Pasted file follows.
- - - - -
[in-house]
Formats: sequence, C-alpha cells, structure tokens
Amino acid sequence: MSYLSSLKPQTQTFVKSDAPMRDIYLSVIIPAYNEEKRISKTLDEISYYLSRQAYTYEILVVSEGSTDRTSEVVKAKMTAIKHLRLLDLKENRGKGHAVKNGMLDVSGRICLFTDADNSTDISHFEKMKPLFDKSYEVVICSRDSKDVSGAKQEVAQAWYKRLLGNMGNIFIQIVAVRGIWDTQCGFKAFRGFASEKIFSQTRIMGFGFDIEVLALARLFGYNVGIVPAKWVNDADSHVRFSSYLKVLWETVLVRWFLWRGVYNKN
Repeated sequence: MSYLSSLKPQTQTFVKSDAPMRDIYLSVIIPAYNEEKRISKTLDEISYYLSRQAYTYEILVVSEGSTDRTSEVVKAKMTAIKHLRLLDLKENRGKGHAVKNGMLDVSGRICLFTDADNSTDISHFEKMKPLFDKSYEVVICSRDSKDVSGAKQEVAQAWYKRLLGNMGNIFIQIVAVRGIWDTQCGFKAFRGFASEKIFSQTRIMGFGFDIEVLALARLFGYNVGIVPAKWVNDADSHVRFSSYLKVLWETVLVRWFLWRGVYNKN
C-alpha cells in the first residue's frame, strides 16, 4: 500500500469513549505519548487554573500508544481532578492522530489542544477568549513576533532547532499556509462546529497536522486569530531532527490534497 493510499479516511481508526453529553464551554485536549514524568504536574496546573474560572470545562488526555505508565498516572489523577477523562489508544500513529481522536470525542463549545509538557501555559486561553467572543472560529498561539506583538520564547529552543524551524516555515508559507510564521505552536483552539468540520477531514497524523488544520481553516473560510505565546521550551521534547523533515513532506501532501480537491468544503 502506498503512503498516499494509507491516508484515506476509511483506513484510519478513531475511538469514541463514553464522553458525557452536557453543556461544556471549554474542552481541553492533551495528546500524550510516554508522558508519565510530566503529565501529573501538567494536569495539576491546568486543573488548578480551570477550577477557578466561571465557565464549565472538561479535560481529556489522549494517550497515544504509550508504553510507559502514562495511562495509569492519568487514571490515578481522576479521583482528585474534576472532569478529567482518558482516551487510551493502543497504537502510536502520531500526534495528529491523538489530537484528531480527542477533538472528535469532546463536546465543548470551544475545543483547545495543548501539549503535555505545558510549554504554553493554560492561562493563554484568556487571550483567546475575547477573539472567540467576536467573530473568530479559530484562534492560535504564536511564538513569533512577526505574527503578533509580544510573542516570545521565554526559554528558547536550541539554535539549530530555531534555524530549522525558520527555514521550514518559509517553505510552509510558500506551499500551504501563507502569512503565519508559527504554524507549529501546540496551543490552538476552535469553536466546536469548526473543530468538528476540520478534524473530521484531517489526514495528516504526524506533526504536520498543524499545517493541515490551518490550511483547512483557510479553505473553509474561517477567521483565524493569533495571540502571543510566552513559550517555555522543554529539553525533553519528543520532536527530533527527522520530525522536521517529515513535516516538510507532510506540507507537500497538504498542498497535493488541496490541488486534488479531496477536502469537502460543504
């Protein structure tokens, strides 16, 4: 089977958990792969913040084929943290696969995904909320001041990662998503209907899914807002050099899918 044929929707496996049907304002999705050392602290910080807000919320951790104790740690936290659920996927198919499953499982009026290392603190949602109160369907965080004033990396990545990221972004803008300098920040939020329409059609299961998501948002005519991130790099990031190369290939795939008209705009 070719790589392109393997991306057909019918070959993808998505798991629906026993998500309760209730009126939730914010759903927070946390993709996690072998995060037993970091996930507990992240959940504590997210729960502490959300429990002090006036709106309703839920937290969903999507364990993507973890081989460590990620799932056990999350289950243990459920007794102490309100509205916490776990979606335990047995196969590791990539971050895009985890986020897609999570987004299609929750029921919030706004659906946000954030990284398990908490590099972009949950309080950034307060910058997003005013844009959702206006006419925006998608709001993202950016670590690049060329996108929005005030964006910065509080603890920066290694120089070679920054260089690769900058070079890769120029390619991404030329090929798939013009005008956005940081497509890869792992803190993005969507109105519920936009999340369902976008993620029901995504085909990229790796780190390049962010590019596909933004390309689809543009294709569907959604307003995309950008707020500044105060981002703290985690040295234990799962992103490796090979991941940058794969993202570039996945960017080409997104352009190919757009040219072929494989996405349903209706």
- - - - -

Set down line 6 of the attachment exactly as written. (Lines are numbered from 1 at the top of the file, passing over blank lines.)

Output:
């Protein structure tokens, strides 16, 4: 089977958990792969913040084929943290696969995904909320001041990662998503209907899914807002050099899918 044929929707496996049907304002999705050392602290910080807000919320951790104790740690936290659920996927198919499953499982009026290392603190949602109160369907965080004033990396990545990221972004803008300098920040939020329409059609299961998501948002005519991130790099990031190369290939795939008209705009 070719790589392109393997991306057909019918070959993808998505798991629906026993998500309760209730009126939730914010759903927070946390993709996690072998995060037993970091996930507990992240959940504590997210729960502490959300429990002090006036709106309703839920937290969903999507364990993507973890081989460590990620799932056990999350289950243990459920007794102490309100509205916490776990979606335990047995196969590791990539971050895009985890986020897609999570987004299609929750029921919030706004659906946000954030990284398990908490590099972009949950309080950034307060910058997003005013844009959702206006006419925006998608709001993202950016670590690049060329996108929005005030964006910065509080603890920066290694120089070679920054260089690769900058070079890769120029390619991404030329090929798939013009005008956005940081497509890869792992803190993005969507109105519920936009999340369902976008993620029901995504085909990229790796780190390049962010590019596909933004390309689809543009294709569907959604307003995309950008707020500044105060981002703290985690040295234990799962992103490796090979991941940058794969993202570039996945960017080409997104352009190919757009040219072929494989996405349903209706």